Tag Archives: strategy

Burberry checks… its results in Asia

(13 October 2010) Today Burberry checks its results which will no doubt continue to be stellar.  Growing its Chinese business by stealth has proven very successful as it targets the wealthy Chinese buying their goods in the UK at 35% less than at home.  Shouldn’t be long before they open their own stores in key cities there, but will have to localise their range for that market, including the homewares products.

For additional insight, read  Michael Kavanaugh’s coverage for the FT.

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Spotlight on America | In-Depth Analysis | Marketing Week


International Marketing Partners Director Allyson Stewart-Allen’s 2001 book Working with Americans highlights, among other things, that even though British and American culture is linked through history and language, key differences in approaches to business are worth understanding. She also revealed in her recent session with the Marketing Week-sponsored Marketing Academy that Americans put less importance on relationships but are more task-focused, and want to see numbers-based results and insights over qualitative commentary.

For Nicole McDonnell, marketing director of children’s food brand Ella’s Kitchen, cultural differences in her team’s personality in the US has been very obvious and unexpected. She gives the example of company job titles – Nicole’s business card says “head of making friends”, and the company managing director is Ella’s dad, and his job title is simply that. McDonnell feels this adds to the brand identity, but it has not gone down well with her colleagues on the other side of the Atlantic.

“In the States, it’s all about being the CEO or the vice-president. I would like them to use the job titles we use because they epitomise what the brand is about, but in the US they feel it doesn’t give them enough credibility in their market,” she explains. “I appreciate the titles we like to use might not give the right understanding of how senior somebody is, so getting the right balance on this is something we are in discussions about.”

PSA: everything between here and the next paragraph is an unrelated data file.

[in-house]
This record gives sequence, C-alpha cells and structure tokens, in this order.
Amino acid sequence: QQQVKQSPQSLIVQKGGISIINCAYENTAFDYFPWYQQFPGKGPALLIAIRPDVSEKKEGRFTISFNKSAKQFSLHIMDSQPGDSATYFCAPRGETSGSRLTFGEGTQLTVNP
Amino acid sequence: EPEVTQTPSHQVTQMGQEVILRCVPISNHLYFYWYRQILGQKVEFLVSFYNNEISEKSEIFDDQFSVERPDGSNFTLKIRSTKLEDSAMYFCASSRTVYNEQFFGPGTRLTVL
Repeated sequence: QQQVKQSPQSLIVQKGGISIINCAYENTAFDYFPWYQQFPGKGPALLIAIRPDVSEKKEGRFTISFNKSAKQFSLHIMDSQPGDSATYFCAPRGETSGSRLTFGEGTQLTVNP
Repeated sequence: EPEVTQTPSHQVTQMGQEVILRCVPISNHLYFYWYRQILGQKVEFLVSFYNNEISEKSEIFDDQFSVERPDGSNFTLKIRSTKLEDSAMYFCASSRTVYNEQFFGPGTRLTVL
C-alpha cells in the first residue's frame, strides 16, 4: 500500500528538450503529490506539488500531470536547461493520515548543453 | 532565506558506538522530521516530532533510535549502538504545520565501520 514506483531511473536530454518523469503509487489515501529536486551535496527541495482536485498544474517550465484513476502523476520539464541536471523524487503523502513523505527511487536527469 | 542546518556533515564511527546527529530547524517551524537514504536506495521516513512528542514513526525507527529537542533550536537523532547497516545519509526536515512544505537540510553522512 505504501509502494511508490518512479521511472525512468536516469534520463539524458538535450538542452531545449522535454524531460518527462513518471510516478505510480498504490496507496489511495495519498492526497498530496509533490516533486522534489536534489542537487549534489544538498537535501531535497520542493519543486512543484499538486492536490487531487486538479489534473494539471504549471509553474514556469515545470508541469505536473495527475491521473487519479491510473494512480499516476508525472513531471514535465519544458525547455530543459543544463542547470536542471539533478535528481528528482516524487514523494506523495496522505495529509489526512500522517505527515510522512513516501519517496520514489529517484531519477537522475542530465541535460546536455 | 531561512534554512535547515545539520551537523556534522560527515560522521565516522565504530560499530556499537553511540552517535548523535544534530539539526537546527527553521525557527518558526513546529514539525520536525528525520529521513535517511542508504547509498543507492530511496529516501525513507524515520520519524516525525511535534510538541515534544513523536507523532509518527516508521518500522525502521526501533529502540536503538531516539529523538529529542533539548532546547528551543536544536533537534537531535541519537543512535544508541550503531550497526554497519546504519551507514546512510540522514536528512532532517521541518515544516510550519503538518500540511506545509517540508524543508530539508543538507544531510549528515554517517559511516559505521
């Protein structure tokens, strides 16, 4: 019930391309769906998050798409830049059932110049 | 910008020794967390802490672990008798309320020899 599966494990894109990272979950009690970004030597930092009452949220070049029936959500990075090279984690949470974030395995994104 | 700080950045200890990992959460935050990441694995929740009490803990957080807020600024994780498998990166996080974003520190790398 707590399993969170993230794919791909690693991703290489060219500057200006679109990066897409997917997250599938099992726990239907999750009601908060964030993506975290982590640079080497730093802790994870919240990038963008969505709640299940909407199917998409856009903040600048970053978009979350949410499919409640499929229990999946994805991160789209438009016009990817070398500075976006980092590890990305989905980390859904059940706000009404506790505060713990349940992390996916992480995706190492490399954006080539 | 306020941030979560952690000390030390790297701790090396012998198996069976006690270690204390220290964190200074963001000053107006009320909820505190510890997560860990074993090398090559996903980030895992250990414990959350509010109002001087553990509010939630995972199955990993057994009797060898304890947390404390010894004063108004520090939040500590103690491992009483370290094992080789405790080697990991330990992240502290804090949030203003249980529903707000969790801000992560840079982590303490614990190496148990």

Diageo’s Cristina Diezhandino, now regional marketing and innovation director for Africa, also discovered some key differences when she embarked on her first role in the US about 15 years ago. First, that the customary greeting of kissing a business colleague in Spain was not appropriate in the US. Second, that meeting formats were a lot stricter than what she was used to.

“Meetings had a set beginning and end, stated in advance, with specific agendas and an outcome to be achieved in that time. What surprised me was that people would simply stand up at the end of the period of time, say goodbye and leave.

“I now regard that as very normal, but when I first experienced it I thought it was not a polite way to end things. Then I realised that it is equally impolite to take up more of people’s time than necessary when they are very busy.”

 

Click here to read my comments in Marketing Week’s  cover feature: Beware the culture gap on global growth trail

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How to Measure Brand Value: Likes, Followers, Influencers, Views? No, Social Currency

This is a really interesting article by FC Expert Blogger Kevin Randall – read it and tell me what you think!

“A new confluence of market forces (including popular interest in charitable giving post-Haiti quake, the coming of age of the idealistic Millennials, public anger over Wall Street bonuses, the Sustainability movement and near universal hostility directed at BP–“Beyond Pollution”) is requiring brands to be socially “good”–hence more rankings and metrics: Brandkarma.com; PSFK Good Brands.

Of course there are already rankings for brand financial value: Interbrand; Millward Brown BrandZ; Credit Suisse Great Brands; Equitrend; brand equity; and brand word-of-mouth buzz/promoting from McKinsey–all of which try to correlate a brand’s score with its bottom line.

Add to the rankings list now: Brand Social Currency. The inaugural study was completed earlier this year. “Building Social Currency is probably the most important investment companies can make to create value for themselves,” says Erich Joachimsthaler, Founder and CEO of Vivaldi Partners, the author of the study. He views Social Currency as a new, strategic dashboard to help corporate leaders diagnose, build and monitor the long-term heath and value of their “brand assets” in the shifting marketplace.